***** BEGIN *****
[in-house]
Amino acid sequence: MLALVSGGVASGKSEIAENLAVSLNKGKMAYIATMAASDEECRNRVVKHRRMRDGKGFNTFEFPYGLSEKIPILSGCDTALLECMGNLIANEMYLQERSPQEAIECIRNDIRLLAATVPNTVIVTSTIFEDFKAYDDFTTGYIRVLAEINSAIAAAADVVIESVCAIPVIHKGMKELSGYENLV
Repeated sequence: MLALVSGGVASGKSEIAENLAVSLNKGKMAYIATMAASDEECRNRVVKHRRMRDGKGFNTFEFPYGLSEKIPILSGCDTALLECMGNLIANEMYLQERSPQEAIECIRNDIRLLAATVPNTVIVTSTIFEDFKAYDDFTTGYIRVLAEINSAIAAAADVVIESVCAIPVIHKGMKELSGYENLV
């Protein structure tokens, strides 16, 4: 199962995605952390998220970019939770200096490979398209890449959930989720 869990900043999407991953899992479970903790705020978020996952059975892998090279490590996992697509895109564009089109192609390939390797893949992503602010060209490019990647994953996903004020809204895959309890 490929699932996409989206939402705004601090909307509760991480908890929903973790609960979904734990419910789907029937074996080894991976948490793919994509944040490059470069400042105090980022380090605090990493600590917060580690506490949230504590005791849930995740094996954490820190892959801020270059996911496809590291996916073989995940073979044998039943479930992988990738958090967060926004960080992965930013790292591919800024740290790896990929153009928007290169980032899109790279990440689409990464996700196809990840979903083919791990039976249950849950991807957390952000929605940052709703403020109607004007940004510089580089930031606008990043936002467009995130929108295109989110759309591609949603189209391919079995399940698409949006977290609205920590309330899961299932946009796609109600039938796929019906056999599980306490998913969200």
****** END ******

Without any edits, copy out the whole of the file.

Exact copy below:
[in-house]
Amino acid sequence: MLALVSGGVASGKSEIAENLAVSLNKGKMAYIATMAASDEECRNRVVKHRRMRDGKGFNTFEFPYGLSEKIPILSGCDTALLECMGNLIANEMYLQERSPQEAIECIRNDIRLLAATVPNTVIVTSTIFEDFKAYDDFTTGYIRVLAEINSAIAAAADVVIESVCAIPVIHKGMKELSGYENLV
Repeated sequence: MLALVSGGVASGKSEIAENLAVSLNKGKMAYIATMAASDEECRNRVVKHRRMRDGKGFNTFEFPYGLSEKIPILSGCDTALLECMGNLIANEMYLQERSPQEAIECIRNDIRLLAATVPNTVIVTSTIFEDFKAYDDFTTGYIRVLAEINSAIAAAADVVIESVCAIPVIHKGMKELSGYENLV
């Protein structure tokens, strides 16, 4: 199962995605952390998220970019939770200096490979398209890449959930989720 869990900043999407991953899992479970903790705020978020996952059975892998090279490590996992697509895109564009089109192609390939390797893949992503602010060209490019990647994953996903004020809204895959309890 490929699932996409989206939402705004601090909307509760991480908890929903973790609960979904734990419910789907029937074996080894991976948490793919994509944040490059470069400042105090980022380090605090990493600590917060580690506490949230504590005791849930995740094996954490820190892959801020270059996911496809590291996916073989995940073979044998039943479930992988990738958090967060926004960080992965930013790292591919800024740290790896990929153009928007290169980032899109790279990440689409990464996700196809990840979903083919791990039976249950849950991807957390952000929605940052709703403020109607004007940004510089580089930031606008990043936002467009995130929108295109989110759309591609949603189209391919079995399940698409949006977290609205920590309330899961299932946009796609109600039938796929019906056999599980306490998913969200």